Contractions began on their own at 35+1. I kept a pretty good record of them via a phone app (highly recommended! the app will do the math for you, especially once they really start up, math is hard to do.) and I was only having them every 7-10 minutes, if that. Lots of yoga ball bouncing and trying to stay comfortable for the night and calling triage nurses to confirm when they wanted me to come in. We all agreed on “when they get closer together” because the hospital is about an hour from us (the closer to us does not have a NICU and weren’t able to deliver identical twins without the risk of being flight transferred to Seattle while I was stuck behind). The next afternoon they jumped pretty suddenly to being about 5-7 minutes apart, so we hopped in the car and went to the hospital.


Upon arrival, they hooked me up to the monitors and I was checked for dialation, at that point I was at 3cm. They weren’t all too sure about whether or not I would deliver or be sent home, but because of both babies still being breech, we filled out the c-section consent form so it didn’t need to be done in a rush of activity later. They let 2 hours go by and checked me again (while having constant back labor, all contractions showing on the monitor, and me stuck on a break away bed with the break right where the contractions were in my back, mind you!) - I was now a 6-7cm and Kaylee kicked the doctor!


This is where things became a blur; We were delivering that day and quick. They confirmed when the last time was that I had eaten, discussed giving me my epidural in the triage room so it had enough time to take effect before being rushed to the OR for a c-section (they didn’t end up doing this). Because I had dilated relatively quickly (and babies clearly wanted out!) they were concerned with both being breech that they would continue to try to come on their own before they could get in for the c-section. We were taken to a delivery room, epidural given, and moved to the OR pretty quickly.


From there, it really became a blur in the quickness of activity, the drugs, the hormones, and the emotions. We had arrived at triage around 4pm and Kaylee and Alyssa were born via c-section at 8:38 and 8:39pm, both with Apgar scores of 9! Kaylee (5lb 3oz) immediately came to the room with me, Alyssa (4lb 2oz) was admitted to the NICU per policy due to being low weight. She was able to room-in with me and her sister after overnight monitoring.


I went into my birth with a full researched plan of what I wanted in a best case scenario, but also knowing at that point I needed to “let go” and that the girls may have their own plans. I controlled what I could, I stood up for what I needed to, and the girls came out healthy and happy.



Sunday, January 5, 2014

Adventures in Placenta Encapsulation

Placentas are really cool. Like " Holy cow, I grew a new organ that grew a baby and then my body totally just got rid of it and now it's been in my freezer for four years because that is way too fascinating to just throw away" kind of cool. Seriously, I could just look at placentas all day long. They are bloody, messy, gross, slippery, slide-y and amazingly, astonishingly unequivically beautiful. A true testament to the power and wisdom of the human body.

And people just throw them away every day! I know a lot women think placentophagy (mammals consuming the placenta postpartum) is gross or off-putting, but really, it is no grosser than popping a vitamin. Unless you eat it raw and steaming straight from your vagina. That's pretty gross, in my opinion. Actually, just writing that grosses me out. Anyway...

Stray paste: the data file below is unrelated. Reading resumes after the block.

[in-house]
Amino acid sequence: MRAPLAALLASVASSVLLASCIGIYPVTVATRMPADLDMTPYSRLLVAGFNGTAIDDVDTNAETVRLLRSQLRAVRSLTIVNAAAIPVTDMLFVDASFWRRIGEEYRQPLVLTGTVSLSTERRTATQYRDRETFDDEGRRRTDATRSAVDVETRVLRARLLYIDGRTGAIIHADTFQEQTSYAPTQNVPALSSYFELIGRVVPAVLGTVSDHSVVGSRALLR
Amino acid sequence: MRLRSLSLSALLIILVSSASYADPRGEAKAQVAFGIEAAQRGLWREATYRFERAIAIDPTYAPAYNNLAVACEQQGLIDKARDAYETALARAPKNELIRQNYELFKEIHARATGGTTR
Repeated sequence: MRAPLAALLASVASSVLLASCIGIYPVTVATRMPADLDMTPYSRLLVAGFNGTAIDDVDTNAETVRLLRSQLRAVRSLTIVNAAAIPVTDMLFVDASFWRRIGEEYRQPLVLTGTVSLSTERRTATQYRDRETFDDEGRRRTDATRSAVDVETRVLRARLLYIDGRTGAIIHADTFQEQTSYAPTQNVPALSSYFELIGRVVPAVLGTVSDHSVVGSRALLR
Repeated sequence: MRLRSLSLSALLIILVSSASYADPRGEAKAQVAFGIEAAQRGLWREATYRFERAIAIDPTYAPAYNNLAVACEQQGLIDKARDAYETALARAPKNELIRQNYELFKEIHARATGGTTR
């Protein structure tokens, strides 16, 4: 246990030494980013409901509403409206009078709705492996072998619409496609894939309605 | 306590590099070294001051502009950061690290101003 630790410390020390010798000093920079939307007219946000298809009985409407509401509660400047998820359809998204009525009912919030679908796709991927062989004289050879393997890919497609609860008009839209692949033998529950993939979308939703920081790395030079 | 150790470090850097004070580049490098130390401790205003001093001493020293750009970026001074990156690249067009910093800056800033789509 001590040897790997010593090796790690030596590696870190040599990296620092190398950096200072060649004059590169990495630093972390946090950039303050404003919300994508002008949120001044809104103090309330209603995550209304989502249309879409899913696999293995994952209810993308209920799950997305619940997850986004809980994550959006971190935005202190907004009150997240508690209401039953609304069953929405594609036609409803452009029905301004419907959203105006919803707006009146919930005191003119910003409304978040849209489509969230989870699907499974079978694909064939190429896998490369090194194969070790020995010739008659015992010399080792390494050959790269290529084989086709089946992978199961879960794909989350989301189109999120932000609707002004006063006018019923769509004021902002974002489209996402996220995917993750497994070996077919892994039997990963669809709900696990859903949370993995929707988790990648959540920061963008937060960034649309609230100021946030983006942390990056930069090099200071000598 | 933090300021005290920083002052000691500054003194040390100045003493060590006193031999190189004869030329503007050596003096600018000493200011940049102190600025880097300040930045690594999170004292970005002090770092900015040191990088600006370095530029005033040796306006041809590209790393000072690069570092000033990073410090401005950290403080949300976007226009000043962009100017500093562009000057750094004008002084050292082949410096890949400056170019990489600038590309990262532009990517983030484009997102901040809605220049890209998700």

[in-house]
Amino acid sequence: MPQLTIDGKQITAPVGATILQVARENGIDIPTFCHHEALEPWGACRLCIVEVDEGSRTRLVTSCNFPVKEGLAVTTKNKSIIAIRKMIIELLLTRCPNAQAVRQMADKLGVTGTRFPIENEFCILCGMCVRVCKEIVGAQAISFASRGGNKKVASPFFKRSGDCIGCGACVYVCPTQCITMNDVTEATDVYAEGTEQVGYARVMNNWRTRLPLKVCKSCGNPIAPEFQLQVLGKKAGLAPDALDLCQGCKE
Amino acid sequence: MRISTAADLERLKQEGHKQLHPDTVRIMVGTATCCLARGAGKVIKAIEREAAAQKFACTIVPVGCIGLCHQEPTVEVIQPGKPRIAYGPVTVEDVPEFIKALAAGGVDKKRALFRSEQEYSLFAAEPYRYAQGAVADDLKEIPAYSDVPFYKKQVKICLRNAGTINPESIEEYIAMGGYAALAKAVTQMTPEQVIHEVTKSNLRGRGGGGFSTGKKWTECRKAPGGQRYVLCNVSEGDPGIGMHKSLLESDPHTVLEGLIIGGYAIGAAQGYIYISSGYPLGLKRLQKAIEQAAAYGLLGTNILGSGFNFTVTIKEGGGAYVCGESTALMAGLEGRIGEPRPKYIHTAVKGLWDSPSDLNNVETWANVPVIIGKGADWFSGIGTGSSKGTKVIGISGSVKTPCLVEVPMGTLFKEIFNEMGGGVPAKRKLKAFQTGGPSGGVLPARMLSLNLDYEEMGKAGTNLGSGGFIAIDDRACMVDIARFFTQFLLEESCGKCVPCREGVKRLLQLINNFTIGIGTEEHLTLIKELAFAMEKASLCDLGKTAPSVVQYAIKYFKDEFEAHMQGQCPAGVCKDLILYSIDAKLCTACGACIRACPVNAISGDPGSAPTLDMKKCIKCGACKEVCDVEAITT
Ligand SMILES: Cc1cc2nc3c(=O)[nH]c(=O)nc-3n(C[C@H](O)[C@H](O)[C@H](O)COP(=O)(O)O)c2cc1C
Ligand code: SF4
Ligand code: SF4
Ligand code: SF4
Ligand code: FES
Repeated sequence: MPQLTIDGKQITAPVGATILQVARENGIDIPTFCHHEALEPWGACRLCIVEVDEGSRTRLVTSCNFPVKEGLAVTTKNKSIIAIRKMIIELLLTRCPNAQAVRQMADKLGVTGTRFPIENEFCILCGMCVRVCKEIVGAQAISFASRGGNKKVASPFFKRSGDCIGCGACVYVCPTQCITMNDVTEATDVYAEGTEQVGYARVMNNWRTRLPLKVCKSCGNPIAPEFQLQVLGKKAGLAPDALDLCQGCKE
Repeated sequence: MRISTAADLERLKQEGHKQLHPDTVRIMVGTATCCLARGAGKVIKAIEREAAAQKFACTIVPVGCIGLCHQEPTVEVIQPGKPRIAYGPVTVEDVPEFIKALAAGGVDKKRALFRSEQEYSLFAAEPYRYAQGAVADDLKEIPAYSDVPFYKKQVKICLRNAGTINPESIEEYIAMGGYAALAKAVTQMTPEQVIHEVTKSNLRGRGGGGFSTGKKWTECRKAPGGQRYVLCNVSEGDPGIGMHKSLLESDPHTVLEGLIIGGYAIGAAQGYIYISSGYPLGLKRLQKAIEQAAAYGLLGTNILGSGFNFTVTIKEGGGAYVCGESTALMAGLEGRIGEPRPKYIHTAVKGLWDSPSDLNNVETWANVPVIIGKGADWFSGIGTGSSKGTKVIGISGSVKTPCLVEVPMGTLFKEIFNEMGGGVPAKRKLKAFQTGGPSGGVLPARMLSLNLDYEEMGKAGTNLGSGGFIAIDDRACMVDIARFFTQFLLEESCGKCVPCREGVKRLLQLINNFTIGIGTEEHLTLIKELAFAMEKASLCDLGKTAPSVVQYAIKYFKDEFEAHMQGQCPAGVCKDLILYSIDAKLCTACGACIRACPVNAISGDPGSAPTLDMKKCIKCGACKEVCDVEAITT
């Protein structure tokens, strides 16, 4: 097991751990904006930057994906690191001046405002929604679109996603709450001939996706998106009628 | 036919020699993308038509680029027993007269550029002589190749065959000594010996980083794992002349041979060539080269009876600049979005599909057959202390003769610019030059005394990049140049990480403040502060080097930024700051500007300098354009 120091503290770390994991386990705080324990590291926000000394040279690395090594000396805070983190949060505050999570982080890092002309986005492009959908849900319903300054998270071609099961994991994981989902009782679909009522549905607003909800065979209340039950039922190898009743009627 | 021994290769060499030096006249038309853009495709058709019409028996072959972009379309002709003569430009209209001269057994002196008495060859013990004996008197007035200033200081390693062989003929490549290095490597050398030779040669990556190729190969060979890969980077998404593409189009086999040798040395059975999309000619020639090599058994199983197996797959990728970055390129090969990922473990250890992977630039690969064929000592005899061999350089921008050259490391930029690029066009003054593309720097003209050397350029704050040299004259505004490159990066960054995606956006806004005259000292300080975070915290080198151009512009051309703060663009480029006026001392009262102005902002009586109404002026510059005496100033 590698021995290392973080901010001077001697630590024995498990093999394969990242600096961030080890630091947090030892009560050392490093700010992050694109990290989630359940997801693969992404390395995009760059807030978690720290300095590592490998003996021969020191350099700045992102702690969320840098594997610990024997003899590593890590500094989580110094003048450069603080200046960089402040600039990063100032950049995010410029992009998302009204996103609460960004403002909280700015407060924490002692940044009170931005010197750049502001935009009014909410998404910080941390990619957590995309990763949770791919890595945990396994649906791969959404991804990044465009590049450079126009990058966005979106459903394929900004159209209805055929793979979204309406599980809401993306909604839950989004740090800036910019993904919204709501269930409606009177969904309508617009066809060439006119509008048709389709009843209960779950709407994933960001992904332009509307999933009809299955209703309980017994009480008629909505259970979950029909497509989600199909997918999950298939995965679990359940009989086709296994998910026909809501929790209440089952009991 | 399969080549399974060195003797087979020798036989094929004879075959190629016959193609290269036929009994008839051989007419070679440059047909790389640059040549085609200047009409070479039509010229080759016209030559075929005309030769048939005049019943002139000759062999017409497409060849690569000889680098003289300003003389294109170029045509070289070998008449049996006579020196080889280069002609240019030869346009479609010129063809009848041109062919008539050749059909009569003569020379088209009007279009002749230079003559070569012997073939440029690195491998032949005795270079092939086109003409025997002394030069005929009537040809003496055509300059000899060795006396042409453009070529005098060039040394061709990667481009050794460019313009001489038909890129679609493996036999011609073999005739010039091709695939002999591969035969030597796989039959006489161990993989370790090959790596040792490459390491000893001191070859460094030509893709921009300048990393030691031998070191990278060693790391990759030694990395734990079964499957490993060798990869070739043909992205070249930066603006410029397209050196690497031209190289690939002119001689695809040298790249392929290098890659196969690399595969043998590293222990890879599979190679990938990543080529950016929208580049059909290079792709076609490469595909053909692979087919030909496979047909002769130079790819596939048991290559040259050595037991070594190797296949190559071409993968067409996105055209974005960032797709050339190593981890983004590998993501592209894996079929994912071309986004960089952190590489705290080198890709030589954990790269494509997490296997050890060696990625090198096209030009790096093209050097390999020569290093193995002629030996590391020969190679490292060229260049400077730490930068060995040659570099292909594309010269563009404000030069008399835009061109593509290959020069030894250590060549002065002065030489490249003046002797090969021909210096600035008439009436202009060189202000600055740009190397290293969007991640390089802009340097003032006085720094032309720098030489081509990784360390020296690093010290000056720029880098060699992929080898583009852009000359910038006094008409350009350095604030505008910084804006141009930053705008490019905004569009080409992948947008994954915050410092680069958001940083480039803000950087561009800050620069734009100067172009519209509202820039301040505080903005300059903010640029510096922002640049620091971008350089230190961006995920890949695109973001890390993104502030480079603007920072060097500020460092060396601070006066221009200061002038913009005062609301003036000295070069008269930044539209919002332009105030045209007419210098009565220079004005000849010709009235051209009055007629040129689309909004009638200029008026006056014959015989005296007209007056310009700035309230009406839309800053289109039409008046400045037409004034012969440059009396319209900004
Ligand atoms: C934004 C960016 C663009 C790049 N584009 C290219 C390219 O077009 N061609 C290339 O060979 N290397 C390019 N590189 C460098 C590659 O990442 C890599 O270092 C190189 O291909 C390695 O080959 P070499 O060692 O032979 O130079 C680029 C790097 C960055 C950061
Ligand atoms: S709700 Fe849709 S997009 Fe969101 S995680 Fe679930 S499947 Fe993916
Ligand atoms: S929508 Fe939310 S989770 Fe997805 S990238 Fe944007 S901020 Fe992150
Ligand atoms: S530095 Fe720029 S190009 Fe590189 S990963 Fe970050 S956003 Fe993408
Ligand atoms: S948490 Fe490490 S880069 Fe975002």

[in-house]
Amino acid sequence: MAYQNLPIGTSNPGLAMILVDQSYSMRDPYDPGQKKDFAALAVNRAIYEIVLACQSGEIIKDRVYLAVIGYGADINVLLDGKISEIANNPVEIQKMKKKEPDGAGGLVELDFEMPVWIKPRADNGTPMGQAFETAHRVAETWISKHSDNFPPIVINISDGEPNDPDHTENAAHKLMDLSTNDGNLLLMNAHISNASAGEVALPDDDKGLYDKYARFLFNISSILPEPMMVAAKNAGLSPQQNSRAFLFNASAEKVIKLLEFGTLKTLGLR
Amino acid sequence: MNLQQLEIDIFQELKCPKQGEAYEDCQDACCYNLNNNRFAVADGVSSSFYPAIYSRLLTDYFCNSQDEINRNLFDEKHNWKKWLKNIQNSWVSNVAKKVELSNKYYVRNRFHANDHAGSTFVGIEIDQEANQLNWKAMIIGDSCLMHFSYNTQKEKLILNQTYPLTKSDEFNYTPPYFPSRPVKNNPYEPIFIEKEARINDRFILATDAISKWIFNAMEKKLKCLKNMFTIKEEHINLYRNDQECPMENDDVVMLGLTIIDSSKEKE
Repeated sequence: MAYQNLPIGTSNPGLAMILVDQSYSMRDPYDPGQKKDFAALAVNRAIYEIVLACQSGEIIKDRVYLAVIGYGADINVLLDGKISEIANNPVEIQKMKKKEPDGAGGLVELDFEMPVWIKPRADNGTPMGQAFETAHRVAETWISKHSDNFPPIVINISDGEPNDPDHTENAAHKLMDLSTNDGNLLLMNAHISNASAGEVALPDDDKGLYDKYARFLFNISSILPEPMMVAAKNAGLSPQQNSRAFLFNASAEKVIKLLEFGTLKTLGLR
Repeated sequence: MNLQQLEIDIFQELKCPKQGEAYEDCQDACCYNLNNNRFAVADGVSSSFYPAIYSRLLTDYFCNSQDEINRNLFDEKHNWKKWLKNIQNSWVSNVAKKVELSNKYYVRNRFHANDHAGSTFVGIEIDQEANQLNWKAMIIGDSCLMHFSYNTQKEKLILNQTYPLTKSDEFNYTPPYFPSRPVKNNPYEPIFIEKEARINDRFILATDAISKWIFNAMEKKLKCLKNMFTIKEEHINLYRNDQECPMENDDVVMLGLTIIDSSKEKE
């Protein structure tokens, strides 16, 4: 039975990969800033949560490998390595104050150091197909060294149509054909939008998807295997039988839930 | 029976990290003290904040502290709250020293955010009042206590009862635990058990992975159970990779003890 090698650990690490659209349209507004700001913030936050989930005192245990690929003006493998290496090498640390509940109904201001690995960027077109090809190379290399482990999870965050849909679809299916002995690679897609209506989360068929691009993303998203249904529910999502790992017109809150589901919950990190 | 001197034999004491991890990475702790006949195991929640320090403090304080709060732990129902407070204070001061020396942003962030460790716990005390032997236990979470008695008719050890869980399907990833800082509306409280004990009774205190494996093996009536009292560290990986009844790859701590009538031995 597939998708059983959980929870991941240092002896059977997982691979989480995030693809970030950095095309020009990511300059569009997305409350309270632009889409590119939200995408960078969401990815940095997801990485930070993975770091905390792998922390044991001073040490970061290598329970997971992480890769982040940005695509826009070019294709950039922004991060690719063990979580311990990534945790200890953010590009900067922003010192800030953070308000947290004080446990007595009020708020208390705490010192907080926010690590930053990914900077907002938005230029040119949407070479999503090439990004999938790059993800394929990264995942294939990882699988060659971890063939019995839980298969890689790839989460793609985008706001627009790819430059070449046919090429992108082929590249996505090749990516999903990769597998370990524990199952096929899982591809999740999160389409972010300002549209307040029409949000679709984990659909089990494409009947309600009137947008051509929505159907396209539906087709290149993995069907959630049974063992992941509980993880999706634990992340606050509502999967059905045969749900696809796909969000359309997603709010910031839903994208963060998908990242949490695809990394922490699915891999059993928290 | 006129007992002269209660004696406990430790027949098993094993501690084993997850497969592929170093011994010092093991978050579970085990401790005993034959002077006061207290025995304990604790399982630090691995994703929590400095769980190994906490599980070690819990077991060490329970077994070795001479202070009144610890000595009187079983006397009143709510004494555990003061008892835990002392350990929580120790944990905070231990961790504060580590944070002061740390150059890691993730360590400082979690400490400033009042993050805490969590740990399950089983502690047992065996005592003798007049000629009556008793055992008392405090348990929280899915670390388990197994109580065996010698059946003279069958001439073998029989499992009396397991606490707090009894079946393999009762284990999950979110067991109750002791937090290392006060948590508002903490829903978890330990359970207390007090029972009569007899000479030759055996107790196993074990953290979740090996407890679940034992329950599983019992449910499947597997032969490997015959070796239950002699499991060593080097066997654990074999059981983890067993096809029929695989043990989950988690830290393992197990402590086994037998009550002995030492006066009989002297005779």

A couple of weeks ago, I had the opportunity to learn how to encapsulate and tincture placentas. It's a pretty cool process, and since I am not sure how a paying client would feel about me documenting their placenta encapsulation, I decided to thaw my own two frosty life-popsicles and make some medicine. Since I had my kids, I have found that I have raging, horrifying, lock-myself-in-an-underground-bunker-for-a-week PMS. I'm hoping that if I take these capsules in during that hell week might make life easier...for my family. I also want that tincture, since it will likely last me through menopause, and if it is anything like my PMS, we are all gonna want a little help.

So here it is: Lucy and Malcolm's placentas, medicine-ized.

Lucy's placenta, with extra-long cord:

Malcolm's placenta was smaller, with a much shorter cord:

The first thing I did was thaw the placentas in the fridge for about 3 days. My intention was to get to them as soon as they were unfrozen enough to work with, but I needed to go to the liquor store to get some vodka for the tincture. This week, I discovered at the Montgomery County liquor stores don't open until noon, and stopping at the liquor store after picking up your kid from preschool is awkward. Perhaps less awkward than being the lady waiting at the door for the store to open and promptly buying the largest bottle of 100 proof vodka available, 4-year-old in tow. Maybe that's totally justifiable...

So, thawed placenta. I decided that since I had two placentas, I would use the two most common methods (maybe the only two?) for preparation: raw and Traditional Chinese Medicine-inspired. Lucy's was prepared raw, Malcolm's with TCM. First, I rinsed them and removed as much blood as possible. Lucy's had a lot of blood in it, Malcolm's looked as though it had been drained already, although there were several large clots on the maternal side. I set Mal's aside and worked with Lucy's. After rinsing, I removed the cord and patted it dry as thoroughly as I could with a paper towel.

One of the first memories I have of Lucy extra-utero is the midwife unwrapping the cord from around her neck two times. In my memory, she is swinging it around my slimy newborn like a lasso, though I highly doubt the cord was flying as widely as I am remembering.

But seriously, it was long enough to spell out LOVE:


One of my first memories of Malcolm was not being able to get him up very far on my chest, because his cord seemed short. It was pretty short, but I could still make a little heart with it. I placed the cords on the dehydrator.